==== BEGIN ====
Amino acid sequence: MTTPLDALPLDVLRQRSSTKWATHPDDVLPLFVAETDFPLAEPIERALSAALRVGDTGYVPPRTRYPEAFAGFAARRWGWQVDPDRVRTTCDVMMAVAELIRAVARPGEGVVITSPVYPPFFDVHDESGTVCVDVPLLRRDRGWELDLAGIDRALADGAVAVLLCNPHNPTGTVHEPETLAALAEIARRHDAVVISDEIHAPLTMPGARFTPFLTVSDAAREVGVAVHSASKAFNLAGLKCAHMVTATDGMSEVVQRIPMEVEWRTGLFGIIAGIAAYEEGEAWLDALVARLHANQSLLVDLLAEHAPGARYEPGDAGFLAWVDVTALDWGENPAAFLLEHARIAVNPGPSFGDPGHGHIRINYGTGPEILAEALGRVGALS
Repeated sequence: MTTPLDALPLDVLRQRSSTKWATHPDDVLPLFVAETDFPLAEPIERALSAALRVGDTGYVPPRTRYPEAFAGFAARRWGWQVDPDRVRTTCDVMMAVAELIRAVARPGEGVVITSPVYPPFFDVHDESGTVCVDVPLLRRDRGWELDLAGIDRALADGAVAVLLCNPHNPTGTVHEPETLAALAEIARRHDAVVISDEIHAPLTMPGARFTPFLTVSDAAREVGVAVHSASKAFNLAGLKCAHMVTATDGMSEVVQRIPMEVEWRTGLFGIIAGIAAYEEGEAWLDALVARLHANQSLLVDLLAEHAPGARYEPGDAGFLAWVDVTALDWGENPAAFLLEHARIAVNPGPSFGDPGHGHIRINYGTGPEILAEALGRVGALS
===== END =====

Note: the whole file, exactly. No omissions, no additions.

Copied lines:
Amino acid sequence: MTTPLDALPLDVLRQRSSTKWATHPDDVLPLFVAETDFPLAEPIERALSAALRVGDTGYVPPRTRYPEAFAGFAARRWGWQVDPDRVRTTCDVMMAVAELIRAVARPGEGVVITSPVYPPFFDVHDESGTVCVDVPLLRRDRGWELDLAGIDRALADGAVAVLLCNPHNPTGTVHEPETLAALAEIARRHDAVVISDEIHAPLTMPGARFTPFLTVSDAAREVGVAVHSASKAFNLAGLKCAHMVTATDGMSEVVQRIPMEVEWRTGLFGIIAGIAAYEEGEAWLDALVARLHANQSLLVDLLAEHAPGARYEPGDAGFLAWVDVTALDWGENPAAFLLEHARIAVNPGPSFGDPGHGHIRINYGTGPEILAEALGRVGALS
Repeated sequence: MTTPLDALPLDVLRQRSSTKWATHPDDVLPLFVAETDFPLAEPIERALSAALRVGDTGYVPPRTRYPEAFAGFAARRWGWQVDPDRVRTTCDVMMAVAELIRAVARPGEGVVITSPVYPPFFDVHDESGTVCVDVPLLRRDRGWELDLAGIDRALADGAVAVLLCNPHNPTGTVHEPETLAALAEIARRHDAVVISDEIHAPLTMPGARFTPFLTVSDAAREVGVAVHSASKAFNLAGLKCAHMVTATDGMSEVVQRIPMEVEWRTGLFGIIAGIAAYEEGEAWLDALVARLHANQSLLVDLLAEHAPGARYEPGDAGFLAWVDVTALDWGENPAAFLLEHARIAVNPGPSFGDPGHGHIRINYGTGPEILAEALGRVGALS